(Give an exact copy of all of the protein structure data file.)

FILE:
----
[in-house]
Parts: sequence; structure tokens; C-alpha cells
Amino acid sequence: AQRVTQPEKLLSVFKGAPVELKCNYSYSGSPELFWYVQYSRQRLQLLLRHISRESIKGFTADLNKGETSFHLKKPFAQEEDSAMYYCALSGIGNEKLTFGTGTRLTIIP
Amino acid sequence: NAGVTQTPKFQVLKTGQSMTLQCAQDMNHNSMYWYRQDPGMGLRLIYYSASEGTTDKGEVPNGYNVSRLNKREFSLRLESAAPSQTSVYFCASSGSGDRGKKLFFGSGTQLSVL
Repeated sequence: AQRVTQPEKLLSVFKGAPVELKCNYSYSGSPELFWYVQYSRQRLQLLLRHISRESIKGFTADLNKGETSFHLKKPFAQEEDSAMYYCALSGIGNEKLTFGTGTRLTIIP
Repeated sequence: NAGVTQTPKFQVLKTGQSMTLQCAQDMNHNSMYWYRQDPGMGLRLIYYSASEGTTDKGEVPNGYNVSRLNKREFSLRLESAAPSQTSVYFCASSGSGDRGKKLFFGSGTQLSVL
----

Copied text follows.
[in-house]
Parts: sequence; structure tokens; C-alpha cells
Amino acid sequence: AQRVTQPEKLLSVFKGAPVELKCNYSYSGSPELFWYVQYSRQRLQLLLRHISRESIKGFTADLNKGETSFHLKKPFAQEEDSAMYYCALSGIGNEKLTFGTGTRLTIIP
Amino acid sequence: NAGVTQTPKFQVLKTGQSMTLQCAQDMNHNSMYWYRQDPGMGLRLIYYSASEGTTDKGEVPNGYNVSRLNKREFSLRLESAAPSQTSVYFCASSGSGDRGKKLFFGSGTQLSVL
Repeated sequence: AQRVTQPEKLLSVFKGAPVELKCNYSYSGSPELFWYVQYSRQRLQLLLRHISRESIKGFTADLNKGETSFHLKKPFAQEEDSAMYYCALSGIGNEKLTFGTGTRLTIIP
Repeated sequence: NAGVTQTPKFQVLKTGQSMTLQCAQDMNHNSMYWYRQDPGMGLRLIYYSASEGTTDKGEVPNGYNVSRLNKREFSLRLESAAPSQTSVYFCASSGSGDRGKKLFFGSGTQLSVL